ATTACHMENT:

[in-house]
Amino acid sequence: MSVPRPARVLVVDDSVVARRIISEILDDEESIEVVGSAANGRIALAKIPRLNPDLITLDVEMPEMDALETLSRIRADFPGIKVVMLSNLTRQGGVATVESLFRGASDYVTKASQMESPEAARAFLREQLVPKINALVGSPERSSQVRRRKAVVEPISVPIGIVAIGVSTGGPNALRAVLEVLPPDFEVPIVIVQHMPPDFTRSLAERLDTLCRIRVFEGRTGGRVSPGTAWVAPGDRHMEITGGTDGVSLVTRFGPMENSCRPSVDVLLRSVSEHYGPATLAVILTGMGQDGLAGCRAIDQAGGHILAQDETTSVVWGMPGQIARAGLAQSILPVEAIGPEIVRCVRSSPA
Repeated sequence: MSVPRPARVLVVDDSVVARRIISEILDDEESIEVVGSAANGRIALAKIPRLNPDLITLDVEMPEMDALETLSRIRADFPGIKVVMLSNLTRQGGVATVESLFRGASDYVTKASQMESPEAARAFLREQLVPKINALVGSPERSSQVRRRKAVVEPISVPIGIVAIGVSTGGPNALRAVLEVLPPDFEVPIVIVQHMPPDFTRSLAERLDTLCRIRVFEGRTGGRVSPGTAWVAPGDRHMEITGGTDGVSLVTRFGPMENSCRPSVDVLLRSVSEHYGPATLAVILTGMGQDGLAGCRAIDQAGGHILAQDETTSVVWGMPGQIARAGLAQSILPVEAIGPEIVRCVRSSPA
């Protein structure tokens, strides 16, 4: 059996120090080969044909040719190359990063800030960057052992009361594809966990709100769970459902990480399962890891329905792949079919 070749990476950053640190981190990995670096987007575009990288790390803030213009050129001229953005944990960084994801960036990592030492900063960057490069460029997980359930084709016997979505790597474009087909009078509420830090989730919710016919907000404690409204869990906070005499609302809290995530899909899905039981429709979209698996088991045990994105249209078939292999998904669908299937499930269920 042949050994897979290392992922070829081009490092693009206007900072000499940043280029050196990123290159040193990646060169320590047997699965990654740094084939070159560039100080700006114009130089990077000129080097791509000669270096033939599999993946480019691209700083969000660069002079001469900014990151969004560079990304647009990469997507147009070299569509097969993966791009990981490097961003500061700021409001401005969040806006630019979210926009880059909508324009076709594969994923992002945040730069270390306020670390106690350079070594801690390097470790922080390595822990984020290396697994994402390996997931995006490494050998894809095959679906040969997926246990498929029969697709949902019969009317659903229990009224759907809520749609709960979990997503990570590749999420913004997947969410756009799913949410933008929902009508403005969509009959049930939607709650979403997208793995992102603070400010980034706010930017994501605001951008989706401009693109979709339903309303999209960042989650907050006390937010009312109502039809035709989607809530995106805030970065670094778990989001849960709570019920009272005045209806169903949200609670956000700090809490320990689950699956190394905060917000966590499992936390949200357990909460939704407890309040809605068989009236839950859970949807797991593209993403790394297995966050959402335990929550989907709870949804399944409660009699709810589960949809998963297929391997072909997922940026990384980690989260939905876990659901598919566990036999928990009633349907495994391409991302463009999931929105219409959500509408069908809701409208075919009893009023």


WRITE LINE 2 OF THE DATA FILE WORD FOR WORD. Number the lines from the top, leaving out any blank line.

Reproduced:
Amino acid sequence: MSVPRPARVLVVDDSVVARRIISEILDDEESIEVVGSAANGRIALAKIPRLNPDLITLDVEMPEMDALETLSRIRADFPGIKVVMLSNLTRQGGVATVESLFRGASDYVTKASQMESPEAARAFLREQLVPKINALVGSPERSSQVRRRKAVVEPISVPIGIVAIGVSTGGPNALRAVLEVLPPDFEVPIVIVQHMPPDFTRSLAERLDTLCRIRVFEGRTGGRVSPGTAWVAPGDRHMEITGGTDGVSLVTRFGPMENSCRPSVDVLLRSVSEHYGPATLAVILTGMGQDGLAGCRAIDQAGGHILAQDETTSVVWGMPGQIARAGLAQSILPVEAIGPEIVRCVRSSPA